Meadow Crest Playground in Renton
Amazing sensory playgrounds, free and open to the public
For kids on the autism spectrum or with other special needs, a trip to the neighborhood playground can be overwhelming, socially confusing and even unsafe. That’s why changes afoot in playground design are so welcome. Modern playground design is pivoting towards meeting the needs of all children, and this has spawned great play places, usually referred to as "inclusive" or "sensory" playgrounds.
What makes a play space a "sensory playground"? In short, it’s an inclusive place for kids to play. The space may be fully accessible for kids who use wheelchairs, and fenced off to contain kids who could wander or bolt. These playgrounds typically offer sensory options for kids who seek them, such as wind chimes, sand to dig in, nubby surfaces, mazes to explore, mirrors, kaleidoscopes or bouncy swings.
They also often feature safe places to escape to for children who seek refuge from typical playground hubbub; these could be an alcove, play cave or wiggle tube. Structures to scramble up and climb on help build muscle strength and balance, while soft surfaces below cushion potential falls.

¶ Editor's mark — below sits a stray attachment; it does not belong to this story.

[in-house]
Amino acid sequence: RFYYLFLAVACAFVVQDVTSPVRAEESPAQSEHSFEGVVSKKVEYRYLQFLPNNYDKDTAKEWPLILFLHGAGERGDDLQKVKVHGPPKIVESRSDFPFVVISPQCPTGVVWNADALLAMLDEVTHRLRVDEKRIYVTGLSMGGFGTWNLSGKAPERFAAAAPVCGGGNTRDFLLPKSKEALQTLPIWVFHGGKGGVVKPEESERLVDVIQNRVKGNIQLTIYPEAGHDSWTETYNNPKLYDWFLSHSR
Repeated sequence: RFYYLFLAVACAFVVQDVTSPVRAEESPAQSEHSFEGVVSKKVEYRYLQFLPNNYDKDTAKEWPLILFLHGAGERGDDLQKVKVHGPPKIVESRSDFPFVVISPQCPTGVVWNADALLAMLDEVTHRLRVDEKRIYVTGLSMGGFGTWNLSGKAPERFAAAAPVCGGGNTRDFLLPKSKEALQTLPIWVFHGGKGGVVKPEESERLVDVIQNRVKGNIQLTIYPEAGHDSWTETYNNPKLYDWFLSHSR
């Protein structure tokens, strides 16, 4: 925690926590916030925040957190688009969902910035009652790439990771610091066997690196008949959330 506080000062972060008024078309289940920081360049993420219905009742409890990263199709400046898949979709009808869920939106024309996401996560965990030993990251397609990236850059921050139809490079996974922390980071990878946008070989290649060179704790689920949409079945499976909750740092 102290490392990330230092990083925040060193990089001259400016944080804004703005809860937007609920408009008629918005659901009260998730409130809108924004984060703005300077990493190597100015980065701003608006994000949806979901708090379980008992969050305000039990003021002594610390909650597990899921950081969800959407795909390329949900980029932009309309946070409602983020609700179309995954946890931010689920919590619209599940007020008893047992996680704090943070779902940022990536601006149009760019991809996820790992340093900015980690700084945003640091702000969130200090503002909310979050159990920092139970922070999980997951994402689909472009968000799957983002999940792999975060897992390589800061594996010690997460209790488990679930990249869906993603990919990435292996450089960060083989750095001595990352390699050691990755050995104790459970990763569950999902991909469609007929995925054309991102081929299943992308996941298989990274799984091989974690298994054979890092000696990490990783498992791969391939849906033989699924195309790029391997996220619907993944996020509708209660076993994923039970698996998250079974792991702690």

Children of all abilities can enjoy a sensory playground — that’s the key of inclusion. When bringing your typically-developing children to a sensory playground, you can support positive interactions by emphasizing the abilities of children with special needs, rather than their disabilities. Kids on the autism spectrum may experience sensory dysregulation from feeling overwhelmed, and this can be challenging for siblings and friends to process; you can guide children to refrain from staring or making insensitive comments in these trying moments.
Use the arrows above the image to see sensory playgrounds near you.